The resort also has a few homes available as accommodations. These are favored by celebrities who want to ensure privacy. I recognized the surroundings when my social media feeds showed me that Kylie Jenner announced her daughter’s birth while I was staring at the same starkly beautiful backdrop where she cradled her baby bump.


Water feature in the Amangiri

The hotel has a beautiful 25,000 square foot spa that has all the usual and some specialty treatments. The facilities are just as impressive as the rest of the property and my deep tissue massage (complete with a sage smudge) was definitely higher quality than one would expect from a hotel in the desert.


The front patio of our Desert Suite

As I exited the spa I came across a s’mores station set up on an outdoor fire pit, where a staff member helped us keep away the evening chill by toasting marshmallows and various kinds of chocolate on graham crackers. It was a next-level s’mores experience!


Neutral hues and modern simplicity in our Desert Suite


Afternoon light on a water feature at the Amangiri

The food is included in the room rate and when the weather allowed, we preferred to eat outside in sunshine by the pool, where our dogs could join us. The menu featured local cuisine including bison burgers and Navajo fry bread tacos as well as the usual salads and pizzas. The standout was the excellent margaritas which tasted especially delicious in the desert air.


Daybeds by the Amangiri’s pool

Breakfast standouts were the Huevos Rancheros and Tamale Benedict. Since breakfast and lunch tended to be hearty, we ate light at dinner. The fire roasted Tortilla Soup and Three Sisters Consommé were delicious.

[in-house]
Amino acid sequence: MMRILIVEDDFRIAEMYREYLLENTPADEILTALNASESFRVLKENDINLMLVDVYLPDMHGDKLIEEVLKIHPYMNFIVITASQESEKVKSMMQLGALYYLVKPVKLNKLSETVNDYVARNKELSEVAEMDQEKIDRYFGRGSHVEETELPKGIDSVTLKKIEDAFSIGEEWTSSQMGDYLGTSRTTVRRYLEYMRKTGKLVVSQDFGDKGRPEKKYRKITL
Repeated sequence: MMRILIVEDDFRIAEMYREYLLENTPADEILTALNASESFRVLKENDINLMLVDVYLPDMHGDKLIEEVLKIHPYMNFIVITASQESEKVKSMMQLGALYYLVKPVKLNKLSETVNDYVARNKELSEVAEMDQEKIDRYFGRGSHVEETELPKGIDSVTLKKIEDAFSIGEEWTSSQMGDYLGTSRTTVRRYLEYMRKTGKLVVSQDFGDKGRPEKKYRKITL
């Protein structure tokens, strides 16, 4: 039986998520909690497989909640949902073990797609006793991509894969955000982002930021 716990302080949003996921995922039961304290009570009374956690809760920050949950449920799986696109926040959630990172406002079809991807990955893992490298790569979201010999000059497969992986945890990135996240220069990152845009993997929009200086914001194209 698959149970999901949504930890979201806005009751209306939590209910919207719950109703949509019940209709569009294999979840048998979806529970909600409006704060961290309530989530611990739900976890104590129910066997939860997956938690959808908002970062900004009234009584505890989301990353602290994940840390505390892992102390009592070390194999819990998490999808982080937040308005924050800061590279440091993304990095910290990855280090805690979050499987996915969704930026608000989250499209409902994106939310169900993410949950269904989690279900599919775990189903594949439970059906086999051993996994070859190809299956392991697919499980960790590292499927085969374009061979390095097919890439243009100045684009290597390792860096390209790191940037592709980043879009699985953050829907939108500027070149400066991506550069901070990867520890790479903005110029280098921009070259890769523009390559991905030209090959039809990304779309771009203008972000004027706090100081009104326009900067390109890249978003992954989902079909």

The Amangiri looks magical after dusk

While the food was included in the room rate, an additional charge applies for room service.


Table with a view in the Amangiri’s dining room


A gorgeous outdoor patio space at the Amangiri


Bison burger & fries


The mushroom pizza was delicious


Navajo fry bread tacos served by the pool

photo-feb-02-12-30-42-pm photo-feb-03-12-16-43-pm

Don’t miss the margaritas at the Amangiri

Tequila drinks taste better in the desert.


Tamale Benedict for breakfast

Tamale Benedict served on a masa cake with smoked pork, poached hen egg, roasted corn relish, and chipotle hollandaise. Yum!


Pastel desert skies with beautiful views

There is so much natural beauty that you can get your fill just by hiking the trails on the Amangiri grounds. But I’d highly recommend taking the Slot Canyon tour with a Navajo Guide. Our three hour tour of Antelope, Rattlesnake, and Side Canyon was one of the best three hour tours I’ve ever taken. You can read my previous post about it here.


Minimalist yet gorgeous winter trees and February skies

We also borrowed one of the hotel’s BMWs to venture to nearby Horseshoe Bend, located just over the state border in Arizona. It was a nice place to watch the sun rise and didn’t require a tour.


Utah desertscape


My morning view of Horseshoe Bend

While the clouds weren’t particularly interesting the morning we drove to Horseshoe Bend to see the sunrise, the view was spectacular and it was an easy area to explore with the dogs. It’s a user-friendly and intimate canyon experience.


Here I am in action photographing Horseshoe Bend


Zeppelin & Ribeye enjoyed their walks on the Amangiri property

My labs really enjoyed their stay at the Amangiri. We kept them on leash since they were extremely tempted to chase after the wild hares in the area.


Amangiri Signage

My trip was booked through Thom Bissett of TheFussyFlyer.com


1 Kayenta Road, Canyon Point Utah. 84741-0285, USA

Tel: +1 435 675 3999
Fax: +1 435 675 8999
Email: amangiri@aman.com

Playing in the Slot Canyons of the American Southwest: Private Luxury Tour of Arizona’s Antelope Canyon


Looking up in Antelope Canyon